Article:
Alongside the RSPB and a broad coalition of millions, we are wholly opposed to the construction of an airport anywhere in the Thames Estuary because of the immense damage it would cause to the area’s internationally important wildlife and the wider environment. The whole issue was exhaustively investigated between 2002 and 2005 in the Government’s Aviation White Paper. ALL the key players, including the aviation industry, contributed. The idea of an airport in the Thames Estuary was conclusively ruled out and upheld by the High Court. In addition to the unprecedented environmental damage and the resulting massive legal implications, the investigation found that an estuary airport did not make sense economically, would not meet the requirements of the aviation industry and presented a significantly higher risk of ‘bird strike’ than at any other major airport in the UK. Lord Fosters 'vision' would potentially be the single biggest piece of environmental vandalism ever perpetrated in the UK.
and any attempt to build a new airport in or around the Thames Estuary would be fought with relentless vigour
Friends of the North Kent Marshes
Conservation and Communities United

Mark Walley

As Gill points out, it's an incredibly stupid place to build an airport, BUT HOW COOL IS IT? I mean that alone almost sells me on it. The vision is incredible.

Stevie Henden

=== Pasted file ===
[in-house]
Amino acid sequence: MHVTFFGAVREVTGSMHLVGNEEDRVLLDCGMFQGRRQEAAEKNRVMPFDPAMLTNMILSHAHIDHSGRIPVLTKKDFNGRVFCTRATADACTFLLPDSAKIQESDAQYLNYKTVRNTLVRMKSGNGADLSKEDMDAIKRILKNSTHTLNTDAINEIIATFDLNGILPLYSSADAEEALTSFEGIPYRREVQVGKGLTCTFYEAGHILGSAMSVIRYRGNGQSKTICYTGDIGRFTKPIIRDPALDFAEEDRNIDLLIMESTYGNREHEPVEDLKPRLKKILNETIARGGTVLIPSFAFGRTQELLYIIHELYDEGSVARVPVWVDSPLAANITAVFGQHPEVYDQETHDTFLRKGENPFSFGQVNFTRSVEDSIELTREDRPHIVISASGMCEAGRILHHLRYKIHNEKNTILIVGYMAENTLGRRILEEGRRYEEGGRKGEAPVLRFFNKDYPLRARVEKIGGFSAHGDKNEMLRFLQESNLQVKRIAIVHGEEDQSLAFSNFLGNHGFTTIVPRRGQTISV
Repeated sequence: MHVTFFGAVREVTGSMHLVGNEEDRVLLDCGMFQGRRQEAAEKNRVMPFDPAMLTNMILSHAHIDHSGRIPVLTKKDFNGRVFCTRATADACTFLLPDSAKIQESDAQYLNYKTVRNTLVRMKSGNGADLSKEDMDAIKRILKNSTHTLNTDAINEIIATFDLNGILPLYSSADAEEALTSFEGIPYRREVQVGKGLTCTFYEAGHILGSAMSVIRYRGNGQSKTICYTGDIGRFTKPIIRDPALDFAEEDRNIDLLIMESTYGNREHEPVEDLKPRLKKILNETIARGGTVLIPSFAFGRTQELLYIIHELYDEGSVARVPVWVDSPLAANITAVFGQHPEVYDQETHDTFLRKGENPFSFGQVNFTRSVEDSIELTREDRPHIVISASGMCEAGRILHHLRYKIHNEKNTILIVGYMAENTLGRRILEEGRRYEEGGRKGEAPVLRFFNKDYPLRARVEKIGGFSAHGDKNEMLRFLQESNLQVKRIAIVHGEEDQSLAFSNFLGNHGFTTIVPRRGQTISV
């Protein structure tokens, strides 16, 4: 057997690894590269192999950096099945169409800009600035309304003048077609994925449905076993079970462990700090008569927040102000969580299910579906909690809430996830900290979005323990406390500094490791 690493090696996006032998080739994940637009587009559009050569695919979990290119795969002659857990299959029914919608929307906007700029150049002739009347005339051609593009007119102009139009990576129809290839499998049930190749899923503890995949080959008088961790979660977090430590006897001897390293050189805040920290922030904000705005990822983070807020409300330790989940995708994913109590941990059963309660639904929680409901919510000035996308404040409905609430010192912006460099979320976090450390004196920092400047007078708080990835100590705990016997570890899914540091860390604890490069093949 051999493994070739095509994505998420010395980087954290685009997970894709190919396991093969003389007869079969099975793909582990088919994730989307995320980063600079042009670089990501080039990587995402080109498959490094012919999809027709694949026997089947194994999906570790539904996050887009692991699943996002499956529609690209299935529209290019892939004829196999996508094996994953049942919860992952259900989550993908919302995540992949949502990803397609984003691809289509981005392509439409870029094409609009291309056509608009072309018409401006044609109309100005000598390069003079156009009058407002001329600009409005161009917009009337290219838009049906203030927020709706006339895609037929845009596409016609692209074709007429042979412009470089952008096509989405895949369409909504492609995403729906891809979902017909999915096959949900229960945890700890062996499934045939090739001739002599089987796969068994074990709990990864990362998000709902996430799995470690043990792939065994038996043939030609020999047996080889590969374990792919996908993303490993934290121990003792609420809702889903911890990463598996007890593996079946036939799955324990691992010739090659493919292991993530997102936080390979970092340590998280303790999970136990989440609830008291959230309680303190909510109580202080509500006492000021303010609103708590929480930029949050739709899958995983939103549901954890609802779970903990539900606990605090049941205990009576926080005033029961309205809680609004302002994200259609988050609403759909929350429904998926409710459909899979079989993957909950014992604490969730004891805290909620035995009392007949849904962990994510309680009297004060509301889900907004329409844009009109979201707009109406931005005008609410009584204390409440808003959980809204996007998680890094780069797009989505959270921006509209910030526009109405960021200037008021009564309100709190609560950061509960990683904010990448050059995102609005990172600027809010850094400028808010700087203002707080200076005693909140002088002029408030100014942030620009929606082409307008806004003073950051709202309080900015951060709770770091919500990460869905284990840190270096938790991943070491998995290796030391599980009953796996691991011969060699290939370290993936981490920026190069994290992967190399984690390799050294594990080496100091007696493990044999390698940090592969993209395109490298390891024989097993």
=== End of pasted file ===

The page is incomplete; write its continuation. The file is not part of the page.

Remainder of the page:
I think it would be a wonderful place to build and airport. Currently huge swathes of London are blighted with noise and pollution from planes landing and taking off from LHR. This amazing plan would transform the lives of millions of people at a stroke  ( on the assumption that LHR was closed). At the end of the day I think that the lives of people are more important than birds...Come on let us be really visionary and do something bold and wonderful !!!


I have to agree that it just looks fab and would put the UK back at the forefront. I work in travel and we have so many clients who will do anything to travel anywhere except via Heathrow - the Majority of flights we sell are via the Middle East and NYC. This would put UK airlines in such a strong position connecting the US with Europe and bringing many more tourists to the UK.


I care very much about birds-especially those who fly into the engines of the aircraft I may be travelling in.


Why do people care more about the life of birds than people?
This is a greta idea. I juts hope its not killed off by the Tories who want to drag us back to 1910

gully fancier

As Gill Moore says. Its a terrible idea. 

It wouldn't mean Heathrow would be closed. Thus even more people would have to suffer from the effects of air travel.

Terry Farrell's plan for a high speed transport hub in West London to better connect Heathrow is much more logical.


Awesome! All we need is to get Ken on board...

Geoff G

The plan covers the whole of the Hoo Peninsular. Has Norman Foster ever been to the area? If he had he would have seen 5 Power Stations with another planned to be started in the near future.He would also have seen a LNG storage facility that can contain 20% of the UK Gas requirements.I don't think any Government imagines that these could be removed without a crippling effect to the Country. 


Somebody who actually understands aviation needs to tell Sir Norman that prevailing winds dictate that new runways in the south-east need to be in the direction 240 degrees (not 280 degrees?) and that it is a very bad idea to build the terminal buildings, etc. in line with the ends of runways.